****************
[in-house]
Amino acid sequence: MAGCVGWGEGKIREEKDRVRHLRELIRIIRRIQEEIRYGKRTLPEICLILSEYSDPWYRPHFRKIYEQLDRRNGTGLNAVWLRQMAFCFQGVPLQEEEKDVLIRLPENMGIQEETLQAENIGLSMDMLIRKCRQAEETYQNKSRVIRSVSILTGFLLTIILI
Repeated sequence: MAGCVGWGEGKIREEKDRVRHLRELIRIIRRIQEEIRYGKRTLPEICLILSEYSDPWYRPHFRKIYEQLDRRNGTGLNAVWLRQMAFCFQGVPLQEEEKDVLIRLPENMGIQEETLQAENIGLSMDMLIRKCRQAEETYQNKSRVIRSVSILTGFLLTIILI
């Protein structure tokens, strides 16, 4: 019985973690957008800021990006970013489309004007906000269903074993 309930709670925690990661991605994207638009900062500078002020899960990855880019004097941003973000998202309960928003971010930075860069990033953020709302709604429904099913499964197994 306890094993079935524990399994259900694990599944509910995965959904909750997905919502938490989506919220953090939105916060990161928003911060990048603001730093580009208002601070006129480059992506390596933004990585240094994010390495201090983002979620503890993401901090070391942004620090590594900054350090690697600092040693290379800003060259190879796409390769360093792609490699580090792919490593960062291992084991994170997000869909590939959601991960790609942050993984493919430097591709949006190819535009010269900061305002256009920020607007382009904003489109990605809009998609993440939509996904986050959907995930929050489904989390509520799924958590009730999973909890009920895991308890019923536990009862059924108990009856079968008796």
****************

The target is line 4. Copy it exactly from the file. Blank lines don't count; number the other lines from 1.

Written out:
């Protein structure tokens, strides 16, 4: 019985973690957008800021990006970013489309004007906000269903074993 309930709670925690990661991605994207638009900062500078002020899960990855880019004097941003973000998202309960928003971010930075860069990033953020709302709604429904099913499964197994 306890094993079935524990399994259900694990599944509910995965959904909750997905919502938490989506919220953090939105916060990161928003911060990048603001730093580009208002601070006129480059992506390596933004990585240094994010390495201090983002979620503890993401901090070391942004620090590594900054350090690697600092040693290379800003060259190879796409390769360093792609490699580090792919490593960062291992084991994170997000869909590939959601991960790609942050993984493919430097591709949006190819535009010269900061305002256009920020607007382009904003489109990605809009998609993440939509996904986050959907995930929050489904989390509520799924958590009730999973909890009920895991308890019923536990009862059924108990009856079968008796």